Pension problems were in the news yesterday.
A NY Times headline said “…States in Pinch of Own Making.” That pinch referred to exceedingly high pension obligations that require cutbacks elsewhere. One example was Klamath Falls, Oregon, a city of 21,000 whose biennial pension increases of $600,000 meant street and bridge repair cutbacks.
One way to consider pension bills is through a generational lens. Referring to economist Tim Harford’s recent FT column, let’s figure out which age cohort deserves the most.
To start, Harford takes us through some alternatives. He reminds us that the U.S. redistributes tax dollars to the aged through Medicare. Similarly, other countries have pension programs or, like the UK, waive national health insurance payments after a certain age. Alternatively, money can move from the old to the young through free college tuition. Even interest rate policy can favor savers (the aged) or borrowers (the young).
More broadly, Harford suggests that the young should fund the old because they will benefit from an increasingly affluent society. Or, perhaps because the old earn more than the young, they should subsidize everyone else. A third possibility? Forget money. Instead capture variables that exist beyond markets through SWB (self-reported wellbeing).
In a new paper, Nobel Laureate Angus Deaton ponders life cycle changes in SWB as a possible basis for redistribution. Saying the young, the middle-aged, and the elderly can have competing interests, he asks how government policies should respond. His data source is a Gallup questionnaire in which participants are asked their current rung on a ladder numbered 0-10 of the best and worst possible life, and where they expect to be in five years.
Deaton explains that we could base redistribution decisions on income or welfare. Using income, we typically select the elderly or young adults. However, policies change when welfare based on SWB enters our analysis. Then we wind up with middle-aged men. Defined as the extra value we would get from more income, the marginal utility of these men is greatest. Furthermore, seeing their dip in SWB, perhaps they deserve the highest transfer from the rest of us.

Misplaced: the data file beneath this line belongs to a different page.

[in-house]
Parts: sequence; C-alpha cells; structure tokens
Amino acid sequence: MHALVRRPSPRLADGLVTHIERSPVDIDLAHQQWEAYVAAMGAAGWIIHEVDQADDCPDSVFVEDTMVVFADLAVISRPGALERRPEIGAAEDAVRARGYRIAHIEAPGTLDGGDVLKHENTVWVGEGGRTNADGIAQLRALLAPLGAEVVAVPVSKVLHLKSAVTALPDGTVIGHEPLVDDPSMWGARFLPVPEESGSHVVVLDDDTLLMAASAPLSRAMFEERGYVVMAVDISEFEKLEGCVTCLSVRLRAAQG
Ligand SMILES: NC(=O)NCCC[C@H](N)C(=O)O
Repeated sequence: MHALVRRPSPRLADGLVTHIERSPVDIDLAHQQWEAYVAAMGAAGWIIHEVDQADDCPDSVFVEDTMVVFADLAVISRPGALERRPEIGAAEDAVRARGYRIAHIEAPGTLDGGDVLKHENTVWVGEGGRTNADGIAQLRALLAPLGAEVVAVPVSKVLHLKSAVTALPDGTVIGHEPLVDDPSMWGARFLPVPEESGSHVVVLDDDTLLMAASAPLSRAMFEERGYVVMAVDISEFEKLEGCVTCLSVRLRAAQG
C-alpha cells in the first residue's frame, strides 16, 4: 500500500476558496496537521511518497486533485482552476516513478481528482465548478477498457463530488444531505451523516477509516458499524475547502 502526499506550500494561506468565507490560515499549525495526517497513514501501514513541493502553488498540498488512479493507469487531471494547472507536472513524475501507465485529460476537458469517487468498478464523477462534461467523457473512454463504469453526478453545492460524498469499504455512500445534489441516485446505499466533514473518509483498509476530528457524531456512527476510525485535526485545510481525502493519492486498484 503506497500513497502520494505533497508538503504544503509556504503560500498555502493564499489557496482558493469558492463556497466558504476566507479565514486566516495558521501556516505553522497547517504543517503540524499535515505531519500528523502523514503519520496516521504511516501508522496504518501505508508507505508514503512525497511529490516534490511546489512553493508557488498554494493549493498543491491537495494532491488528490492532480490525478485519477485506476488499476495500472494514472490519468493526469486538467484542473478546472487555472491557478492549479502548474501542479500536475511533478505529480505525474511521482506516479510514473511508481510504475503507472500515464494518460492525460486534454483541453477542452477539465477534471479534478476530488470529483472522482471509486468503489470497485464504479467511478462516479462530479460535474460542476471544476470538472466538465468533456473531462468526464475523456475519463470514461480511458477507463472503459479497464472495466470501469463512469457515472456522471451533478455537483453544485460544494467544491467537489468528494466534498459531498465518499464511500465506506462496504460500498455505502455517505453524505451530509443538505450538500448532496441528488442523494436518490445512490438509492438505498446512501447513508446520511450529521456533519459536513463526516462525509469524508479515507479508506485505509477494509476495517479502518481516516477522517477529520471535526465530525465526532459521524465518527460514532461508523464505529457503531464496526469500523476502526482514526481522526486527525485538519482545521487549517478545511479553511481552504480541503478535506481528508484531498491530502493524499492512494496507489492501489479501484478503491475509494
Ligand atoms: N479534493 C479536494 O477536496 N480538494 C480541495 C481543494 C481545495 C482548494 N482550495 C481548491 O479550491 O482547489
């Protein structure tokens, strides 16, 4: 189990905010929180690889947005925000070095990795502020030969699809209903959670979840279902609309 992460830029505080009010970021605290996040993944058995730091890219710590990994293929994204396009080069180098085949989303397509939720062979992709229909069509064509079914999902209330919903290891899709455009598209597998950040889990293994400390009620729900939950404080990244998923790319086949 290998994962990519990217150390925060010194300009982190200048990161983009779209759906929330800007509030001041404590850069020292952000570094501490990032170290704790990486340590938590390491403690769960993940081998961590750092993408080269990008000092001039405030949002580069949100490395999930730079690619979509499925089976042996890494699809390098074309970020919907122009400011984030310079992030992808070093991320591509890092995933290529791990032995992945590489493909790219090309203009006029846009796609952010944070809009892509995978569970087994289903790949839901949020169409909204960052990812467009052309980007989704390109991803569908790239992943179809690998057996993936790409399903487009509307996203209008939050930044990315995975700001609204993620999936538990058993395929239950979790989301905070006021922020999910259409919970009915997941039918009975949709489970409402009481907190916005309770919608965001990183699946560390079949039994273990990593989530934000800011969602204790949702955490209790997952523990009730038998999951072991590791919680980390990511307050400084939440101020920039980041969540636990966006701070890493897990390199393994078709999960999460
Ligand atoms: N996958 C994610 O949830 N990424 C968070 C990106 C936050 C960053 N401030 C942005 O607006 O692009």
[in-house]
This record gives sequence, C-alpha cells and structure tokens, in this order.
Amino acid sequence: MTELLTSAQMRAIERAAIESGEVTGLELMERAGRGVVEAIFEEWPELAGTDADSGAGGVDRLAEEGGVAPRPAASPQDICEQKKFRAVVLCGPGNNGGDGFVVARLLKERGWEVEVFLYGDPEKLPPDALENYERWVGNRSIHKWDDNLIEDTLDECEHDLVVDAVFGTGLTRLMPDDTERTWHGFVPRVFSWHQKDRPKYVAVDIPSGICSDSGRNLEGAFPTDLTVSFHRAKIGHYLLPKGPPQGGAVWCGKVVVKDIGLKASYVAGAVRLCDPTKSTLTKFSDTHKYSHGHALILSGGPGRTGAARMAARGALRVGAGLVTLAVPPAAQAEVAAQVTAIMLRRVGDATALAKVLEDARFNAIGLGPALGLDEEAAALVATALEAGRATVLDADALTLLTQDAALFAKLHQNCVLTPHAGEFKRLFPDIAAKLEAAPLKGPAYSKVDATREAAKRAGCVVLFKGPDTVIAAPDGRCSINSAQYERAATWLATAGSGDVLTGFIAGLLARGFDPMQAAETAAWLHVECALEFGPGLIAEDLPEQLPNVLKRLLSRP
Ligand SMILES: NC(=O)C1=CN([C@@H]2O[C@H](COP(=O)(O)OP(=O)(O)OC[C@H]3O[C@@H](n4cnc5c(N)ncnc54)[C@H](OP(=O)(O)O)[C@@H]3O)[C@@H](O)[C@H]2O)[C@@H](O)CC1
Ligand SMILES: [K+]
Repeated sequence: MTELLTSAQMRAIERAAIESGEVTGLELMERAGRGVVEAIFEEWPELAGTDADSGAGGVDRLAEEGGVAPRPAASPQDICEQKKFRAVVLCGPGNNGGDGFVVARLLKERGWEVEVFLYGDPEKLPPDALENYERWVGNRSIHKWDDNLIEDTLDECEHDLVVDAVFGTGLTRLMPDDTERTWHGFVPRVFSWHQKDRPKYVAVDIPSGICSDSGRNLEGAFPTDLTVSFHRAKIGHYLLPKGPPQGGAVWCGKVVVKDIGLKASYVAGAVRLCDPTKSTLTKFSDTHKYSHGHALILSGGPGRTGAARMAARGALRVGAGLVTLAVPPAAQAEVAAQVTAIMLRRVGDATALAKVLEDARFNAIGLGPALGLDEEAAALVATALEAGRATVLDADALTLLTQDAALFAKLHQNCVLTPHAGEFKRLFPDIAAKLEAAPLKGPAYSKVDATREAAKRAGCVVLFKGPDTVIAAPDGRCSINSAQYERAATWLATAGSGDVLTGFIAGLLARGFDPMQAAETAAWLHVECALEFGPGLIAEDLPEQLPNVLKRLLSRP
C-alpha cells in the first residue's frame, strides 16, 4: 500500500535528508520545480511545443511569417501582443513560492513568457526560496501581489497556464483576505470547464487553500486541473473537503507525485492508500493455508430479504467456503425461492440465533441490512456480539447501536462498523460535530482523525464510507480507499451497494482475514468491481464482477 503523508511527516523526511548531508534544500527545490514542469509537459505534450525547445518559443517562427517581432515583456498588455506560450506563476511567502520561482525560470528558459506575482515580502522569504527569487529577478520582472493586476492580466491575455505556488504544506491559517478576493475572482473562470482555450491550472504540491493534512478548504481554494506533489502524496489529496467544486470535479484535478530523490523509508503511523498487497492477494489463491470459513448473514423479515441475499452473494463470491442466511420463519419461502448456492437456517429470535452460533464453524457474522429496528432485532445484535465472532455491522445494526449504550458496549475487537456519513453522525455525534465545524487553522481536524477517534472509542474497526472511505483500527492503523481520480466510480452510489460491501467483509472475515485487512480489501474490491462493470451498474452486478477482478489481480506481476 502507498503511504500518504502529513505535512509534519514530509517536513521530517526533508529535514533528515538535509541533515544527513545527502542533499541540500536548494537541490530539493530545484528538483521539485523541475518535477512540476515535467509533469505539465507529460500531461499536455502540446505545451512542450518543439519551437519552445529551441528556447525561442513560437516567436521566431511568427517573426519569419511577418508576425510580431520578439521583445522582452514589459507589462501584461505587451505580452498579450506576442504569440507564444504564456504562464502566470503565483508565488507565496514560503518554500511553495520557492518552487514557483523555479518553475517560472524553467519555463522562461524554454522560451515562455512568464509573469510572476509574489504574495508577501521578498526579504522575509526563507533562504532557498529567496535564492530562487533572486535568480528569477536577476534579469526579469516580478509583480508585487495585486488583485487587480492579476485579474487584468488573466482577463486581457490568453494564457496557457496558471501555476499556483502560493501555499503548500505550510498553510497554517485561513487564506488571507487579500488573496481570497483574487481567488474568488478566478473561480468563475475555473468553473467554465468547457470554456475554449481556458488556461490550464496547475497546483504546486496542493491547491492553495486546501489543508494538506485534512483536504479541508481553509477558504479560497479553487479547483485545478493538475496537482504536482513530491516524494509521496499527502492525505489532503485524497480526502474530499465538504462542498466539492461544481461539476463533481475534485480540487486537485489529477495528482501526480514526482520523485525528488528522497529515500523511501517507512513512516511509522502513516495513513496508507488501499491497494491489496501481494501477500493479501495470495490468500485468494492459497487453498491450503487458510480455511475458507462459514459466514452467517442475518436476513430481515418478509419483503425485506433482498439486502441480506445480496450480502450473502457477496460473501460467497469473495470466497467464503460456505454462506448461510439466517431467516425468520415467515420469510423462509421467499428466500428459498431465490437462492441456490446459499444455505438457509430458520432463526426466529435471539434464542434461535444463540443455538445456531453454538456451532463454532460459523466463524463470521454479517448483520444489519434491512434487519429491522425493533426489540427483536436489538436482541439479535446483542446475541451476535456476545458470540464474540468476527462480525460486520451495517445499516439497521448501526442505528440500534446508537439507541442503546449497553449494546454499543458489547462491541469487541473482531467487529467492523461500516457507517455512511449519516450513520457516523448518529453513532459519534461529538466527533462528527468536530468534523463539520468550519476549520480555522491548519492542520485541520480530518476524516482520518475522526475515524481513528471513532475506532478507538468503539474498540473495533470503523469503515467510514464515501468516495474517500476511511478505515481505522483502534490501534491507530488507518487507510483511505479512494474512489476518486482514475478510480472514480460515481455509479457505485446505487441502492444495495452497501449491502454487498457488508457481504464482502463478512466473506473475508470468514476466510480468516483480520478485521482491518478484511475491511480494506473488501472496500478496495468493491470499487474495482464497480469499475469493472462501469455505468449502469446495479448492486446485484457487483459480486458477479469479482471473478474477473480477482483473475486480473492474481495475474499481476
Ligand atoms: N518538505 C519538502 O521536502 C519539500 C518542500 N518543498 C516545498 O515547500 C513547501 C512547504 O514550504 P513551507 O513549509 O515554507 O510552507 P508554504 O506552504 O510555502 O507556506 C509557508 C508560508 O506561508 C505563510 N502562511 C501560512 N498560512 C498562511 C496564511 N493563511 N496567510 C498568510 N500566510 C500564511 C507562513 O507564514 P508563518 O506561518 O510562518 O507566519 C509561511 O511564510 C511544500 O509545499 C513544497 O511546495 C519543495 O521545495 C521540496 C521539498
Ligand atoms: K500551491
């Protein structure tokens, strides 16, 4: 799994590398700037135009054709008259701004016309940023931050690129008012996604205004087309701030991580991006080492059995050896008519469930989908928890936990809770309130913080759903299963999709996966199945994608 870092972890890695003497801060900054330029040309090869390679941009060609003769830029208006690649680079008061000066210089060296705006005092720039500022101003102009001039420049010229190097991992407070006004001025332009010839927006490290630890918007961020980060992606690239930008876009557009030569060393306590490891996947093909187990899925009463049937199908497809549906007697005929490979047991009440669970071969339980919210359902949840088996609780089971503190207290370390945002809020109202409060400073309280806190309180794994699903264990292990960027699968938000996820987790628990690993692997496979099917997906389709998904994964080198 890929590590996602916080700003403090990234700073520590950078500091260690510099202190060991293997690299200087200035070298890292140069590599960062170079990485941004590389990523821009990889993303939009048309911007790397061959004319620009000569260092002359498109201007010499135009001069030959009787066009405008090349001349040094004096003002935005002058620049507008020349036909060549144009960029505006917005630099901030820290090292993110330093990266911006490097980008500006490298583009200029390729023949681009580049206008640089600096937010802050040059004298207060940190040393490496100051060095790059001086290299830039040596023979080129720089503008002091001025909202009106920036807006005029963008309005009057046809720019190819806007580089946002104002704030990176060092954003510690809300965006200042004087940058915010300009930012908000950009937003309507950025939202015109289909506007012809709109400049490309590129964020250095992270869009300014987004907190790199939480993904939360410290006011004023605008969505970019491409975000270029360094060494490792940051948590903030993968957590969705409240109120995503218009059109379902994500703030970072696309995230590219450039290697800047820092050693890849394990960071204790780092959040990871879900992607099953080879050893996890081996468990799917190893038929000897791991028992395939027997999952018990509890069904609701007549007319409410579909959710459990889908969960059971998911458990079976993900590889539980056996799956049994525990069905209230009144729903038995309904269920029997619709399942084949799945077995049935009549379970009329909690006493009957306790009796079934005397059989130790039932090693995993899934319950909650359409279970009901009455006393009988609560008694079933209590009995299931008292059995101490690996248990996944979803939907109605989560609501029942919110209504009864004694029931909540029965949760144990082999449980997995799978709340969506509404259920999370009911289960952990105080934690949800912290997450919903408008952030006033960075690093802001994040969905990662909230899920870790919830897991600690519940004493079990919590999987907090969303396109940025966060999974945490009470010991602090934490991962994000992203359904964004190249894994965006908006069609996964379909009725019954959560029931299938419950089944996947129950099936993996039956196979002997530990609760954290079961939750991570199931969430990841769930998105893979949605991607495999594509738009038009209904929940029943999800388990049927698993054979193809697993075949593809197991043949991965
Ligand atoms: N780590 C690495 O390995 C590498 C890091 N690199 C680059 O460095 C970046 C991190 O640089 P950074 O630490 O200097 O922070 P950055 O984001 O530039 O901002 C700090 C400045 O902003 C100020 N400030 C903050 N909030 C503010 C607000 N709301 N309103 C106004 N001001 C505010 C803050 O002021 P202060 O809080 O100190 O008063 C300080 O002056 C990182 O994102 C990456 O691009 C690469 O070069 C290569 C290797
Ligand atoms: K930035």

Men aged 40-59 display a dip in SWB:
And yet their income has greater marginal utility–usefulness–to offer:
From here we have Dr. Deaton saying he is really just hypothesizing and his reasoning generates more questions than answers. However, if we want to bring welfare considerations back to economics like some of the 19th century economic thinkers, then we best broaden our vistas to SWB.
Our Bottom Line: Opportunity Cost
As economists, we have to remember opportunity cost when we consider the redistribution policies that collect taxes from one group and disseminate them to another cohort through government programs. Since all land, labor and capital is limited, we have to make tradeoffs about who gets what. Economists summarize it all as the problem of scarcity.
One way to perceive the tradeoffs that scarcity necessitates is through a generational lens. If government decides that young should get more, then the old and the middle get less…or maybe the opposite.
For now, Klamath Falls, Oregon has made its decision while Angus Deaton might say we have lots more to consider.
My sources and more: Among all of the good ideas I have gotten from Tim Harford, today’s post reflects one of them. I also recommend taking a look at this paper from Angus Deaton.